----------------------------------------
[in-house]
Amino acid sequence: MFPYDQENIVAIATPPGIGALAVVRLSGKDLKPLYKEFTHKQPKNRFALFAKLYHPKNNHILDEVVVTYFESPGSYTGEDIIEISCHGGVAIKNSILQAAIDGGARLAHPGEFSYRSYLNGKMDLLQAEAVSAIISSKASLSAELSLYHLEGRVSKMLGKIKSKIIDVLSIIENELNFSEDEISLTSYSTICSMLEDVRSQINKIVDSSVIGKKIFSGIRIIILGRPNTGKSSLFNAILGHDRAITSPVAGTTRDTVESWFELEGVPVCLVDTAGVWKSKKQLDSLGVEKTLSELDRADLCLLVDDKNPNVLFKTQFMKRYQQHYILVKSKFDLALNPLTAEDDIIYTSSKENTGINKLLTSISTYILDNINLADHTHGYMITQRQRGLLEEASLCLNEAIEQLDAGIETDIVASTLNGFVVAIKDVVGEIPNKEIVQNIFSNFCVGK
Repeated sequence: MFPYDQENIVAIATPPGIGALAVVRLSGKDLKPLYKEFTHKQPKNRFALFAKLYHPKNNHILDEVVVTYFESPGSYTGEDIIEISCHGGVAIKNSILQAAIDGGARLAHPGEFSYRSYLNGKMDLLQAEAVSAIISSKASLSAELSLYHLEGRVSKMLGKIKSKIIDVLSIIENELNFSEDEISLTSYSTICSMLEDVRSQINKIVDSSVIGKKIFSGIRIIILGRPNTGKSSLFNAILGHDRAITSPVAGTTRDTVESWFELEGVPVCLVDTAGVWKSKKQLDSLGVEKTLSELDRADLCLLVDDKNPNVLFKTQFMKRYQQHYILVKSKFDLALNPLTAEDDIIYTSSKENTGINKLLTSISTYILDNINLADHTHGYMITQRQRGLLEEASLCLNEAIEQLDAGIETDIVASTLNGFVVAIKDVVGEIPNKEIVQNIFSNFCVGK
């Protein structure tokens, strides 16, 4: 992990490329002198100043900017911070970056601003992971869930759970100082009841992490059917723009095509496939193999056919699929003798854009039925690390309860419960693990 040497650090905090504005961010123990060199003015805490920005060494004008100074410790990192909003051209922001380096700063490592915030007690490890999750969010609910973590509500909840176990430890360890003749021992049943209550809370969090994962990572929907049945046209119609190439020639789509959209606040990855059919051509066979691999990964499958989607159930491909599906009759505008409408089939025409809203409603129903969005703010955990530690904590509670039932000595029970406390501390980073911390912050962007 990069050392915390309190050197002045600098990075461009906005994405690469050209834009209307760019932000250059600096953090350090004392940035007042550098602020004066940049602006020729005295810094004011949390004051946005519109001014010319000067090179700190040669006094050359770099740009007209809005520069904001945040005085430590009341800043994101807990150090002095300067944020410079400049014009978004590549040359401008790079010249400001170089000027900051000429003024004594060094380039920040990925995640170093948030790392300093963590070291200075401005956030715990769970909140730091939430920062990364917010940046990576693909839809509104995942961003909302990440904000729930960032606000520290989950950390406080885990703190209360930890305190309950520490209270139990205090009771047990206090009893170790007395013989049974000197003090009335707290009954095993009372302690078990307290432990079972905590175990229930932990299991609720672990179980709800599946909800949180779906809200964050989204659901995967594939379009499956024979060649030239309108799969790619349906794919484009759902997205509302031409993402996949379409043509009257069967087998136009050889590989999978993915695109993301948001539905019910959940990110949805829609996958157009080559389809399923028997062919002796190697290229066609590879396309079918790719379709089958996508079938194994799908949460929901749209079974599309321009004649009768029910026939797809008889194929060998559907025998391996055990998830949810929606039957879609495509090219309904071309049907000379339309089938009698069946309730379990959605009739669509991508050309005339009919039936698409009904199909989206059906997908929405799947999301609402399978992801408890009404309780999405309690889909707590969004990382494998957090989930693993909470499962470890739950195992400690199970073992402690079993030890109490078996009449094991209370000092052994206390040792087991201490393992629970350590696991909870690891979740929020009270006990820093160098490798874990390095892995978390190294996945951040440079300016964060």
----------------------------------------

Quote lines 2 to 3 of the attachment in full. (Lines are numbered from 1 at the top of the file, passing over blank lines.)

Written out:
Amino acid sequence: MFPYDQENIVAIATPPGIGALAVVRLSGKDLKPLYKEFTHKQPKNRFALFAKLYHPKNNHILDEVVVTYFESPGSYTGEDIIEISCHGGVAIKNSILQAAIDGGARLAHPGEFSYRSYLNGKMDLLQAEAVSAIISSKASLSAELSLYHLEGRVSKMLGKIKSKIIDVLSIIENELNFSEDEISLTSYSTICSMLEDVRSQINKIVDSSVIGKKIFSGIRIIILGRPNTGKSSLFNAILGHDRAITSPVAGTTRDTVESWFELEGVPVCLVDTAGVWKSKKQLDSLGVEKTLSELDRADLCLLVDDKNPNVLFKTQFMKRYQQHYILVKSKFDLALNPLTAEDDIIYTSSKENTGINKLLTSISTYILDNINLADHTHGYMITQRQRGLLEEASLCLNEAIEQLDAGIETDIVASTLNGFVVAIKDVVGEIPNKEIVQNIFSNFCVGK
Repeated sequence: MFPYDQENIVAIATPPGIGALAVVRLSGKDLKPLYKEFTHKQPKNRFALFAKLYHPKNNHILDEVVVTYFESPGSYTGEDIIEISCHGGVAIKNSILQAAIDGGARLAHPGEFSYRSYLNGKMDLLQAEAVSAIISSKASLSAELSLYHLEGRVSKMLGKIKSKIIDVLSIIENELNFSEDEISLTSYSTICSMLEDVRSQINKIVDSSVIGKKIFSGIRIIILGRPNTGKSSLFNAILGHDRAITSPVAGTTRDTVESWFELEGVPVCLVDTAGVWKSKKQLDSLGVEKTLSELDRADLCLLVDDKNPNVLFKTQFMKRYQQHYILVKSKFDLALNPLTAEDDIIYTSSKENTGINKLLTSISTYILDNINLADHTHGYMITQRQRGLLEEASLCLNEAIEQLDAGIETDIVASTLNGFVVAIKDVVGEIPNKEIVQNIFSNFCVGK